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Re: About Irish Wolf Hounds

Poster: "Stephanie M. Thorson" <smt2@st-andrews.ac.uk>

Once more into the breach ...

I've met more than one Irish Wolfhound.  They are nice dogs, although
personally not my cuppa.  I have never yet seen one that was "hyper", nor
have I yet met one that was ill-tempered. They are not a very short-coated
breed, but they don't shed more than any other dog I've ever met, and
their coats will be lower maintenance than any breed of spaniel or setter. 
Yes, I travel the dog show circuits on the East Coast.  As I said in my
note re: Mastiffs and others, I've been playing that game for over 20
years now. 

The modern IW is a reconstructed breed, largely bred back into being from
dogs which might have been part IW and possibly a few other things during
the 19th century.  Wolves went extinct in Ireland in the 18th century, so
the breed's utility was gone.  The modern breed seems to be much larger
and heavier than the medieval, and lacks speed and manoeuvrability.  I
suspect the only way a modern IW could catch a wolf is if it managed to
corner it in Munster. 

What someone said about their health problems is mostly correct.  Many of
the giant breeds (IW, St Bernard, etc) are prone to various cancers,
especially osteosarcomas.  They eat an enormous amount, and they grow
fast.  Many of the giant breeds don't live much past the age of 7 anymore,
either.  *ALL* large dogs are prone to hip dysplasia, which is a
malformation of the ball-and-socket joint of the hip.  There is more
awareness of it in purebred dogs, because people who breed purebred dogs
tend to pay attention to that kind of thing.  But mutts may have it too -
the overweight-at-60 lbs mixed breed across the street from my parents has
it severely, and has been off-and-on lame as a result since she was 4
months old.  Fortunately for her, her owners have the love and resources
to care for her anyway, and paid for very expensive surgery to help her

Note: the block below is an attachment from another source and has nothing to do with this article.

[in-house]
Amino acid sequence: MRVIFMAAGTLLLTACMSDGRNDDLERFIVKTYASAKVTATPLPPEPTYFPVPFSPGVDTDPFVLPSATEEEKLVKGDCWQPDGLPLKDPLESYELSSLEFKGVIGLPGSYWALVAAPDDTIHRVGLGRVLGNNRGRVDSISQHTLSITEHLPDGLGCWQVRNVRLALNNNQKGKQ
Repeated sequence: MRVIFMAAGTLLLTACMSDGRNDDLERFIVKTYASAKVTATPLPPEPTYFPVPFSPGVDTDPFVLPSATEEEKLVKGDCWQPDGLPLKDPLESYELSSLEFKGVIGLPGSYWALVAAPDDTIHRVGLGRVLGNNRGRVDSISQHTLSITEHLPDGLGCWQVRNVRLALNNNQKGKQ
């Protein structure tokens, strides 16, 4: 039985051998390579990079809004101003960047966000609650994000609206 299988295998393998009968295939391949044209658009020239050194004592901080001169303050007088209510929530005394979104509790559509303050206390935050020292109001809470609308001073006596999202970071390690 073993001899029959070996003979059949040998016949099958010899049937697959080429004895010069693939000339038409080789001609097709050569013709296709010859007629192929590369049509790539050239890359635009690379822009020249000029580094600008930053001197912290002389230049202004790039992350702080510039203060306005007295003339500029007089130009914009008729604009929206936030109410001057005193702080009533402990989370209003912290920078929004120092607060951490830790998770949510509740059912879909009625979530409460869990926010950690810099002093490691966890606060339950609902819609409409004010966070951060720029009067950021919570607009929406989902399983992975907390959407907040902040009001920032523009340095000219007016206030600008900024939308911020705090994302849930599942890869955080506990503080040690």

live without pain. 

The causes of hip dysplasia are not fully understood.  They are at least
partially genetic, and probably also partially environmental.  Careful
breeders in all breeds prone to this affliction screen all their stock
before breeding.  The procedure is fairly simple - when the dog is at
least 2 years of age, an x-ray is taken of the animal's hips and the
radiograph is sent to the Orthopedic Foundation for Animals for review by
a panel board-certified radiologists.  If the consensus of the panel is
that the dog is not dysplastic, then a certificate and registration number
are issued, and the dog's hip joint conformation will be given a rating of
fair, good or excellent.  If the consensus is that the dog is dysplastic,
a diagnosis of mild, moderate or severe dysplasia will be issued.  A dog
with mild dysplasia may never display clinical problems, and can be a
perfectly normal pet, but it should not be used for breeding purposes. 
Moderate and severe dysplasia can make a dog lame or even crippled, and a
dysplastic dog will require special care. 

So, if you are interested in buying ANY large breed dog, be sure to talk
to the breeders about health clearances, and ask about OFA certification
on both parents of any litter of puppies you look at.  Not every breeder
is ethical, unfortunately, so be sure you see the certificates.  "My vet
says" isn't good enough.  In Golden Retrievers, most careful breeders can
provide you with several generations of hip clearances in any given
pedigree; I suspect it is much the same for other breeds.  Hip dysplasia
is not a new phenomenon, nor is the OFA a group of novices.  Clearances on
the parents' hips are not a guarantee that your puppy will be free from
dysplasia, but it betters your odds tremendously.  Frankly, I've seen too
much heartache result from careless breedings.  I don't really want to 
see any more.

Sorry if this seems to have gone way off-topic, but this is one of my 
hot-button issues.

Stephanie M. Thorson			|  SCA: Lady Alianora Munro
Dept. of Scottish History		|  Clan White Wing
University of St Andrews		|  Tarkhan, Khanate Red Lion

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